Daily Archives: November 26, 2010

The RGST melodrama

by Husham Ahmed

The recent coverage of RGST issue by a section of media has been distasteful to say the least. Instead of presenting facts, at times many news anchors and hosts of TV shows have been found slanting the news reports to fit their own agendas. The fact of the matter is that there are no new taxes being implemented in the form of RGST. While fixing the rate to 15 percent only the exemptions are being withdrawn while largely sparing the food items.

It is true that being an indirect tax the withdrawal of exemptions in various commodities will lead to rise in prices but at the same time it will also expedite the much-needed documentation of economy. Let’s face it we have to increase our revenues in order to control the deficit, which has already been contributing to inflation. No doubt the progressive taxes are the best way to go but in order to increase the tax base and document the different sectors of economy at each stage of supply chain, the reforms in general sales tax were inevitable. Continue reading

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Why it is impossible to repeal blasphemy laws

By Feroz Khan

Babar Awan’s statement proves that the state of Pakistan is incapable of removing any laws once they are created on the basis of religion. In the last few days, if anyone has noticed, the statements coming from the officialdom have gradually obscured the issue. Therefore, one has to applaud Babar Awan for his honesty and candor for calling a spade a spade. In this sense, Babar Awan stands heads and shoulders above those minions of Pakistani politics, who do not have the moral and intellectual courage to state the truth in Pakistan.

First, Salmaan Taseer proclaims that Asif Ali Zardari will pardon Asiya Bibi and then, the minister for minorities, Bhatti, says that Zardari will pardon her but it will not be an immediate pardon and will take time. Then, comes a statement from Zardari’s office that since Asiya Bibi has filed an appeals, Zardari will wait for the appeal process to run its course and wait for the court judgement, on the appeal, before issuing a pardon. Zardari is a cunning politician and by saying this, he has taken himself off the hook and created a situation, where he does not have to take a decision on the matter. He has cleverly deflected international pressure and opinion by saying that the matter is being considered and he cannot prejudice the legal proceedings by issuing a pardon at this stage.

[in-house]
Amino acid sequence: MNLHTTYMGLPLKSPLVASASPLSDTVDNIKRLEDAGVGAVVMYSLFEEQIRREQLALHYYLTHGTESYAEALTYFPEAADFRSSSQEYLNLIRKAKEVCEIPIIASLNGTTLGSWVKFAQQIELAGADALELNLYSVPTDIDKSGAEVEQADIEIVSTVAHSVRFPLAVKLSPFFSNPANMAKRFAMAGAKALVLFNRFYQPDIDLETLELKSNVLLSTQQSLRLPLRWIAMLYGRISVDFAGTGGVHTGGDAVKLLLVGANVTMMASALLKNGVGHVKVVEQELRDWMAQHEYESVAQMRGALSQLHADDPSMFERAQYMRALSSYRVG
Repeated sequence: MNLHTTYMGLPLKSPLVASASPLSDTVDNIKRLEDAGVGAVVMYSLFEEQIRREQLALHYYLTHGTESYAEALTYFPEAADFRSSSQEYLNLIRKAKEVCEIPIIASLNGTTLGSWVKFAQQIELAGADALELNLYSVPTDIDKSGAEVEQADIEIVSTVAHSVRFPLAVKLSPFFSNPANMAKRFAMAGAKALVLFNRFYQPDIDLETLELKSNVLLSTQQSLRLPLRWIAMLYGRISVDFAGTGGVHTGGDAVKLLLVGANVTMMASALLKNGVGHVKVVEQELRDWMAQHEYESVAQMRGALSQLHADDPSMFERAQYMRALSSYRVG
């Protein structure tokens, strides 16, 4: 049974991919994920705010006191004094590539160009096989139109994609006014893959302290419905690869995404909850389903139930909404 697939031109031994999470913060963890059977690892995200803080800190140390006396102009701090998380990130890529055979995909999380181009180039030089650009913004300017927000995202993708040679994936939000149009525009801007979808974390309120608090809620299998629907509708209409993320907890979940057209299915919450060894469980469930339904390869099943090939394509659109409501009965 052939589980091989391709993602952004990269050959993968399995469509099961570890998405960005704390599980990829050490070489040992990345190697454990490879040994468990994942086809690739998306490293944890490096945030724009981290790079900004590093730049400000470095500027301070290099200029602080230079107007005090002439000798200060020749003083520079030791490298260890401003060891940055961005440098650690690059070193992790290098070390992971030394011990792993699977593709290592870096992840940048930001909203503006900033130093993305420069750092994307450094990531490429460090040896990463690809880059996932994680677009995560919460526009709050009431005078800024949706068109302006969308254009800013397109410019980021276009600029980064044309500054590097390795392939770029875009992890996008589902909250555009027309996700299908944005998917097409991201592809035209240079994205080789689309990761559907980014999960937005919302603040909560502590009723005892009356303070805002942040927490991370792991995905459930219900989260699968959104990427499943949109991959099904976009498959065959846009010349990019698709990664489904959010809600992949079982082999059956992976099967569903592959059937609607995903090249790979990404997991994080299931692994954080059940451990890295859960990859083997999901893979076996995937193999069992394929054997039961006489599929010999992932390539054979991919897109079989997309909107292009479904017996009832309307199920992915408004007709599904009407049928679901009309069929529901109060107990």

How long will this process last? The courts in Pakistan are an expletive deleted, when it comes to delivering justice. No judge, in their right mind, will over turn the judgement of the lower courts and risk a premature death at the hands of religious parties. Judges, when they decide cases like this one, think of their families and how to protect them from the backlash and not what the law says on the matter. This means that the proceedings will be made hostage to the procedural nature of the legal system in Pakistan and may take years; while the poor woman continues to languish in jail. In the mean time, as is the wont of our times, a new crisis will emerge and this issue will fade into a quiet, unmourned death.

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“Liberal” PPP and its “Liberal” Law Minister

PPP’s self-professed Eagle of a Law Minister has declared that the blasphemy law will not be changed. Remember PPP is the same party that made a theocratic constitution and took it upon itself to declare who is a Muslim and who is not- classic takfiri methodology.

Courtesy Paktribune.com

No one can change blasphemy law: Babar Awan

Friday November 26, 2010 (1116 PST)
 

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ISLAMABAD: Law Minister Babar Awan has categorically said that no one should think of repealing the blasphemy law. “In my presence as the Law Minister, no one should think of finishing this law,” he said while declaring himself to be a “Shaheen” (eagle). He was talking to a senior member of the Jang Group on Thursday. Continue reading

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